1. ## Phase and T/A Question(s)

So I've been reading up on phase and T/A, and while the basic theory seems pretty simple, as I dug further it appears to be much more complicated than I imagined, and it's only an small part of acoustics!
I do have a question, which should be simple to answer hopefully.
If you have your standard two-way front set up, and lets say each sides tweeter and mid are out of mechanical phase, let's say the tweeter on the left was wired "backwards", and the mid on the right was as well. So now the left tweet is in mechanical phase with the right mid, as are the right tweet and left mid.
For simplicity, let's not worry about xovers.
Would proper time alignment effectively "fix" the problem and correct the phasing issue?
I guess basically, does T/A negate the need for all speakers to be in mechanical phase? If not, why not?
Seems to me it would, but I couldn't find anything in my searches that would show otherwise, or maybe I'm not understanding fully.
Also, I know tweets usually have the phase flipped to the mids, but why is it referred to that way? Why not flip the phase on the mid instead?

2. ## Re: Phase and T/A Question(s)

IMO.. this is a fantastic topic to discuss. I'll try to provide my limited knowledge. First, time alignment will not necessarily correct all phase issues. Let's say you have a couple of speakers (say tweeter and woofer from one side, or one woofer and subwoofer) and a phase shift is introduced by a crossover network. Let's say all frequencies are now 90 degrees out of phase between the speakers. You can't always put ALL frequencies back in phase by the means of time alignment alone. This is because different frequencies have different wave lengths. So, a 90 degree shift means different wave lengths at different frequencies. You cannot apply time delay to one frequency but not another. TA is applied to the entire frequency spectrum. However, this does not seem to be such a big limitation for time alignment. Let's say you're time aligning a woofer with a subwoofer. These two speakers play equally loud only in a very narrow band of frequencies, and therefore TA is still useful for putting these two speakers roughly in phase just for the frequencies where they interact, since we don't care if two speakers are out of phase at the frequencies where they don't interact with each other (extreme case.. your tweeter out of phase with subwoofer, do you care?). One conclusion from this discussion is that if you want to avoid phase alignment issues, try to avoid using shallow slopes. If you use shallow slopes, then the range of frequencies where two speakers can interact with each other will be wider. If I get bored enough, I'll throw together a few graphs to show what I mean.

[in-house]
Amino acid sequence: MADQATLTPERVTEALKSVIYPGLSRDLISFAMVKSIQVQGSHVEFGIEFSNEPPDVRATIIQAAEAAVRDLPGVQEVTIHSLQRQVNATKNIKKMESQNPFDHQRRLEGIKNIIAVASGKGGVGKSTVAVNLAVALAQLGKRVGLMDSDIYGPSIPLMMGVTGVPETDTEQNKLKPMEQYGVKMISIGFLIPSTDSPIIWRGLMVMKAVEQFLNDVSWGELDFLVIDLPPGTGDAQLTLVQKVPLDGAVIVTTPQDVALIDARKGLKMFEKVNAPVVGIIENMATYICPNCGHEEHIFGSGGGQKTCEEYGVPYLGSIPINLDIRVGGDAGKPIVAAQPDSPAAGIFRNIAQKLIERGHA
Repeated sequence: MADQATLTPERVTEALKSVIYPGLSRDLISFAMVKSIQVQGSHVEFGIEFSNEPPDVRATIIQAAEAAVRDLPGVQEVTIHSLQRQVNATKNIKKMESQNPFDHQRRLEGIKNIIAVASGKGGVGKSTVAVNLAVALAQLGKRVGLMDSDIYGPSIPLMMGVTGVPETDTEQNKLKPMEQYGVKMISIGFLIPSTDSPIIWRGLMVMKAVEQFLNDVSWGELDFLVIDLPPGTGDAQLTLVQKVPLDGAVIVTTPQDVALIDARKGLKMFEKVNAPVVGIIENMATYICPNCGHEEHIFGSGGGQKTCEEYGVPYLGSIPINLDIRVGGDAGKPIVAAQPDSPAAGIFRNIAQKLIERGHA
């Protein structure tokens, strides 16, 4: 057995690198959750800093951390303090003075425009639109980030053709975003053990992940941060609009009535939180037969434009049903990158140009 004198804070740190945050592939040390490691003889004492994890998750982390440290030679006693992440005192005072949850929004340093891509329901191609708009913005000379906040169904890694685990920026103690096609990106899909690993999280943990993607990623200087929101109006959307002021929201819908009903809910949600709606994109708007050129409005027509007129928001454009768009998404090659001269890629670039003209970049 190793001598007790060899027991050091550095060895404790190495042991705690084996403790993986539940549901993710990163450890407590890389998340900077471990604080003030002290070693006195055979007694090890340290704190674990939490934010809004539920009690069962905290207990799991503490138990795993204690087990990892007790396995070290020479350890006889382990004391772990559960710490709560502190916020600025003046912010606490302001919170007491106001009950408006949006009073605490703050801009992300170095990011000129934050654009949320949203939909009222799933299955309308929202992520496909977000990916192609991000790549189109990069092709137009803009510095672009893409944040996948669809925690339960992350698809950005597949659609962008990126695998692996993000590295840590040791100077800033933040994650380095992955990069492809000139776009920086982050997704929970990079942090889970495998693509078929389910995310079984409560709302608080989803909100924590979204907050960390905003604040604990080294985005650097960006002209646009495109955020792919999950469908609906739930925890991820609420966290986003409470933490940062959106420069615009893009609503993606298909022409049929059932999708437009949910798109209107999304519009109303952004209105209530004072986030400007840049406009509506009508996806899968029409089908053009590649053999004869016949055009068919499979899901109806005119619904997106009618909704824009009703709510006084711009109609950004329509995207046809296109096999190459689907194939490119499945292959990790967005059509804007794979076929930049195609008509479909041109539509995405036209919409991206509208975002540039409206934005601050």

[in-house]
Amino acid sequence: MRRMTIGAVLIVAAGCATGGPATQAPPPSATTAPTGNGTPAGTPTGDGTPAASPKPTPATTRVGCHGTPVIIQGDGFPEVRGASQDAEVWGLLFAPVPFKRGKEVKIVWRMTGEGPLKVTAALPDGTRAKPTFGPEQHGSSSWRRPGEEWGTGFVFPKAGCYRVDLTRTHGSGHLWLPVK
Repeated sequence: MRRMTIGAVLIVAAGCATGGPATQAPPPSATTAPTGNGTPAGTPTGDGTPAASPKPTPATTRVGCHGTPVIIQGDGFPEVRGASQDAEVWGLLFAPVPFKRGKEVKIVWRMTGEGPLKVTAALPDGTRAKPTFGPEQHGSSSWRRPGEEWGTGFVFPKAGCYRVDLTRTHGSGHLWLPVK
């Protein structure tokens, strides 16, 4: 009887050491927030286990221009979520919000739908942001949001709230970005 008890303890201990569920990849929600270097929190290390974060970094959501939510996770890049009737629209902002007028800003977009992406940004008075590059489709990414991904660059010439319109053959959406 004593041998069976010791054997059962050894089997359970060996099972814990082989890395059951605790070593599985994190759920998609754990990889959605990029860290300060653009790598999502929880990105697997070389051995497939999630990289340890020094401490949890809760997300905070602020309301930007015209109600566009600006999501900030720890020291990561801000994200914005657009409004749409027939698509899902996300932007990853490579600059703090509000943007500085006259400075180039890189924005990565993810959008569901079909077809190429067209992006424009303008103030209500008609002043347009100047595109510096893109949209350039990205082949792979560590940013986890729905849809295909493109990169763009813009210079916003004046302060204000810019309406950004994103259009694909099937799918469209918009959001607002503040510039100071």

Note that this "limitation" does not apply to a situation where the acoustic phase shift is introduced by mechanically moving away the drivers. In this case, TA can correct phase issues in the entire spectrum, in theory.

Originally Posted by Slayerx
So I've been reading up on phase and T/A, and while the basic theory seems pretty simple, as I dug further it appears to be much more complicated than I imagined, and it's only an small part of acoustics!
I do have a question, which should be simple to answer hopefully.
If you have your standard two-way front set up, and lets say each sides tweeter and mid are out of mechanical phase, let's say the tweeter on the left was wired "backwards", and the mid on the right was as well. So now the left tweet is in mechanical phase with the right mid, as are the right tweet and left mid.
For simplicity, let's not worry about xovers.